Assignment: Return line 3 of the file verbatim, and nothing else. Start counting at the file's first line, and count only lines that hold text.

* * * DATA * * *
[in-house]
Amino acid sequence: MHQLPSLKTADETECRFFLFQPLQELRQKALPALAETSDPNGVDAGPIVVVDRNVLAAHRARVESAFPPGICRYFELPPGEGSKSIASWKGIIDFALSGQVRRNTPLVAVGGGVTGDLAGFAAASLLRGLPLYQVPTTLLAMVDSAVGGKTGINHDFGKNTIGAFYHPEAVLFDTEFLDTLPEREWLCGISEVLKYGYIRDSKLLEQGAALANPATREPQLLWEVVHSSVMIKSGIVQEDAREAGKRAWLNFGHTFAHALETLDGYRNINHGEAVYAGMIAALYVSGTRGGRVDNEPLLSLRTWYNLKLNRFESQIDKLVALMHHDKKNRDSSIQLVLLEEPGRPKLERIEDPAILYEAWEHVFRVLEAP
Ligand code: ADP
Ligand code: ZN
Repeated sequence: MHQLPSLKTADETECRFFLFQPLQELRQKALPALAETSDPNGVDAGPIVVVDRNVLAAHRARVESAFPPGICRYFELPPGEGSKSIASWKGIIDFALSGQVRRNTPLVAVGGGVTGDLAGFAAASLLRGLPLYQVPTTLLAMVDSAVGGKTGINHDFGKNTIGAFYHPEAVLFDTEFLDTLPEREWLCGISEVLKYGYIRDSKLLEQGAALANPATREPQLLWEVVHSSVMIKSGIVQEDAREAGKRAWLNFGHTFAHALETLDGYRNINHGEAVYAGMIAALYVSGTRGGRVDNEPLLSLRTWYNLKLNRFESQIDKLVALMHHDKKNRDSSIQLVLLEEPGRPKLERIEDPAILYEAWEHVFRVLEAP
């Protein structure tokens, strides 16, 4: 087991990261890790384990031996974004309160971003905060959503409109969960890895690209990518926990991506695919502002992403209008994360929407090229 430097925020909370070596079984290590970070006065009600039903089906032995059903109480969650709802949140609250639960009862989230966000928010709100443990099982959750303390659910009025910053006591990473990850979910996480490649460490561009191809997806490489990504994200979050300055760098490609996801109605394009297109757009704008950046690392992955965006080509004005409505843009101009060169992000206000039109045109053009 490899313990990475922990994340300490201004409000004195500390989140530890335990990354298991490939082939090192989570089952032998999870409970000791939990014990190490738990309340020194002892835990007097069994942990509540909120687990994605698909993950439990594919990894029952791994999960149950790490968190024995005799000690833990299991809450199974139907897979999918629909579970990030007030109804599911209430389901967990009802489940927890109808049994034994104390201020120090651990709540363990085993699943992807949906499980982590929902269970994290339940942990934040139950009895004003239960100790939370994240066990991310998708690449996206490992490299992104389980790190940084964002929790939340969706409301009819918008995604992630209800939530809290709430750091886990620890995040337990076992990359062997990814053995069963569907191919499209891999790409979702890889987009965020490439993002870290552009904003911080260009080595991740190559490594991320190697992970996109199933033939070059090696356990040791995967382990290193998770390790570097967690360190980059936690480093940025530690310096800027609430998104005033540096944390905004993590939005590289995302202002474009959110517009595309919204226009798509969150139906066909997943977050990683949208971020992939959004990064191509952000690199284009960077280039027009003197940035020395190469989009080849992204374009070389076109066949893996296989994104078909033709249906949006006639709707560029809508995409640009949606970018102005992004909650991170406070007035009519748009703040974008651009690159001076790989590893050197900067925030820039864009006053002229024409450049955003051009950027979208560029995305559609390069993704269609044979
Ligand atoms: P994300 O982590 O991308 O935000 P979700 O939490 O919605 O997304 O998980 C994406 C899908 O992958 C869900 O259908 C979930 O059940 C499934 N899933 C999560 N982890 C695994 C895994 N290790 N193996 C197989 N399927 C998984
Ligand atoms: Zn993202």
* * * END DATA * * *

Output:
Ligand code: ADP